Hamas’ charter calls for Jewish genocide and Abbas’ doctoral thesis denied the Holocaust. Amnesty, much as Mother Theresa did, keeps extremely dubious company.

      • I don’t know what you meant by that comment Isobel, but I guess you know I’m a little touchy about Israel and antisemitism.

        I don’t want to turn your home site into a cauldron of controversy which is why I am confining my post to this slightly out of date blog. I wrote and posted this on MyT shortly after the bus killings in Sinai a few weeks ago; after reading it I trust you will understand why I am equivocal about IA. I have at least two dozen instances of this kind of IA bias on file.

        If I don’t hear from you again, I’ll understand and you won’t hear from me either.

        Anyway, here it is:

        Amnesty International Criticised Again

        The Jerusalem-based human rights watchdog organization NGO Monitor sharply criticized Amnesty International’s response to last week’s Palestinian attacks against Israeli civilians and soldiers, which resulted in the killing of eight Israelis and scores of wounded.

        Prof. Gerald Steinberg, NGO Monitor president, told The Jerusalem Post on Sunday that “instead of issuing a strong condemnation of the August 18 Palestinian terror attacks, Amnesty International’s statement draws a false equivalence between cold-blooded murder and self defense that targeted those responsible.
        “from Amnesty’s statement, one has no idea that terrorists walked up to a car and brutally murdered the four passengers. Amnesty has immorally treated both the murders and the self-defense response as ‘indiscriminate and disproportionate.’ In obscuring the facts on the ground, Amnesty again makes a complete mockery of international law and human rights values.”

        Citing media reports that the assailants were dressed in Egyptian military uniforms and their illegal entry into Egypt and Israel, NGO Monitor said the attacks represent a “violation of international humanitarian law. If the terrorists indeed originated from Gaza, they also violated the sovereignty of both Egypt and Israel, a detail that was also ignored by Amnesty.”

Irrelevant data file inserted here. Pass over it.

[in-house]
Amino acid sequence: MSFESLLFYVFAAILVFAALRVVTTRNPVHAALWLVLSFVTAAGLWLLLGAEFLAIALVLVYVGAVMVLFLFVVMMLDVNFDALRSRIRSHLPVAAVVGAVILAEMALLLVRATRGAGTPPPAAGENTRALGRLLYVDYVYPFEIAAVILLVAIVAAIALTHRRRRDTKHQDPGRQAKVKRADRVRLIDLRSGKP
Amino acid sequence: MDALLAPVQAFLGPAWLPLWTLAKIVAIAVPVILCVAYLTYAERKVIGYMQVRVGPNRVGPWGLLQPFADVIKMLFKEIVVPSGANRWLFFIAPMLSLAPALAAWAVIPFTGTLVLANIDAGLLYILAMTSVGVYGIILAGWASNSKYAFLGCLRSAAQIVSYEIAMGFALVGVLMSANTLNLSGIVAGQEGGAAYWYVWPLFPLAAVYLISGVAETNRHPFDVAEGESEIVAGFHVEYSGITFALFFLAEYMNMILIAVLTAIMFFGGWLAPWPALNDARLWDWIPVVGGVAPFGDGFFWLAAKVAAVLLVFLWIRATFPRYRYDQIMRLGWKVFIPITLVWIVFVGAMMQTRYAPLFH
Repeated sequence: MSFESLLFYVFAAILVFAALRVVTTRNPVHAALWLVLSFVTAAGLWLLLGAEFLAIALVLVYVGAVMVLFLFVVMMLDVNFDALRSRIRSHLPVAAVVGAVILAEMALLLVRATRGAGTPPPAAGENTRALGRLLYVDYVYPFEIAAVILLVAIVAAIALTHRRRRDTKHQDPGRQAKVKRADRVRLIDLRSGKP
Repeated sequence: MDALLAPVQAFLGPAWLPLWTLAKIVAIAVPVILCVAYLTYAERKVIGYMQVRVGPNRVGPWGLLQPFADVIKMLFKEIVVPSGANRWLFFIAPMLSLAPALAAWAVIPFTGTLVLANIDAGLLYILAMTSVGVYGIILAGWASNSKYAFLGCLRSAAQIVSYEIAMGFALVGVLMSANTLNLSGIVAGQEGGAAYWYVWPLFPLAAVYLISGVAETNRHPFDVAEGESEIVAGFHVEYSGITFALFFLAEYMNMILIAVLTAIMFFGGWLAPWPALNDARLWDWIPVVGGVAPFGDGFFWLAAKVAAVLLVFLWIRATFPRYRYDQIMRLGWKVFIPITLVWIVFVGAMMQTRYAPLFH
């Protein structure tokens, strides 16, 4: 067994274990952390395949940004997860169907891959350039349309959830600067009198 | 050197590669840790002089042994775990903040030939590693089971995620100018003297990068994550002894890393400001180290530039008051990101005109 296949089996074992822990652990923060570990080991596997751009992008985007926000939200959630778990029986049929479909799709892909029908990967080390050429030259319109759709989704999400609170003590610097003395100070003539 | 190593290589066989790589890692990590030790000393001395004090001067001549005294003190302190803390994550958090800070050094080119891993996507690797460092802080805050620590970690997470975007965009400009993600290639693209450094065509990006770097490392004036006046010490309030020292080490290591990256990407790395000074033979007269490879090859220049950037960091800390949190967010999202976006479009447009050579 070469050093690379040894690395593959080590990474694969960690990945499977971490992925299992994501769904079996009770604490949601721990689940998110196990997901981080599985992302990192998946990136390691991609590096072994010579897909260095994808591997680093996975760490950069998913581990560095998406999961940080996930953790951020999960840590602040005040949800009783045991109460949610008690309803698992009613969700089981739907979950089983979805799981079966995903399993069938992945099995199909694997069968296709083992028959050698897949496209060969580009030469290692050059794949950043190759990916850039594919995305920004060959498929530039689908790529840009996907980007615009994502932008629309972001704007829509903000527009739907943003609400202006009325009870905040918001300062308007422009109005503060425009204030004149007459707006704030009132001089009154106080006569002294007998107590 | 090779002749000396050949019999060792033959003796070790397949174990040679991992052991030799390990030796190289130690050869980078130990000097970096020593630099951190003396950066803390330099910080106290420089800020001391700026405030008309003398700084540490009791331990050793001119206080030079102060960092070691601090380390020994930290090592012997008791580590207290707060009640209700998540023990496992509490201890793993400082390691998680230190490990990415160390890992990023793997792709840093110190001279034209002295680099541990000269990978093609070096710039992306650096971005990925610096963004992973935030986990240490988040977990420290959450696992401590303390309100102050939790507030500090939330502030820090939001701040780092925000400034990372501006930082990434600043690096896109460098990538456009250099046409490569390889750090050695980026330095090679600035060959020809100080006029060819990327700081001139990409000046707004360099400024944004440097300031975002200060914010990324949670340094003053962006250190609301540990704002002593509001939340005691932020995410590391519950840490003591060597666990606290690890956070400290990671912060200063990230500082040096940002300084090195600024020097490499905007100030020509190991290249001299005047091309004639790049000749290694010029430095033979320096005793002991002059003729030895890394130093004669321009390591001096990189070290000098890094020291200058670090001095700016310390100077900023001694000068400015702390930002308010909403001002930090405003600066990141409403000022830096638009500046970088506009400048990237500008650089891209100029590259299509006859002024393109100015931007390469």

NGO Monitor criticized Amnesty for not condemning “the more than 100 rockets launched from Gaza into Israel over the weekend, killing one and injuring dozens” or acknowledging that “10 of the 13 Palestinians killed were terrorists, and that the other three were with the terrorists at the time of their death.”
        When asked about NGO Monitor’s criticisms, Susanna Flood, director of media at the London-based headquarters of AI, wrote the Post on Monday, saying, “We deplore and have repeatedly condemned the firing of indiscriminate rockets from Gaza into southern Israel. We also deplore and condemn killings of Palestinian civilians when these result from indiscriminate attacks by Israeli forces in breach of the laws of war.”

        “…indiscriminate attacks by Israeli forces in breach of the laws of war.”

        That old familiar chestnut. When did Israel launch ‘indiscriminate’ attacks? Can she name any instances?
        Of course she can’t! Israel’s responses are invariably well planned, sharply focused and carried out with surgical precision. Something the terrorists deliberately refrain from as they seek maximum casualties on either side.

        Amnesty International is dedicated to maligning Israel at every opportunity and continues to show itself as a supporter of terrorism. Remember that should you see someone rattling an AI can.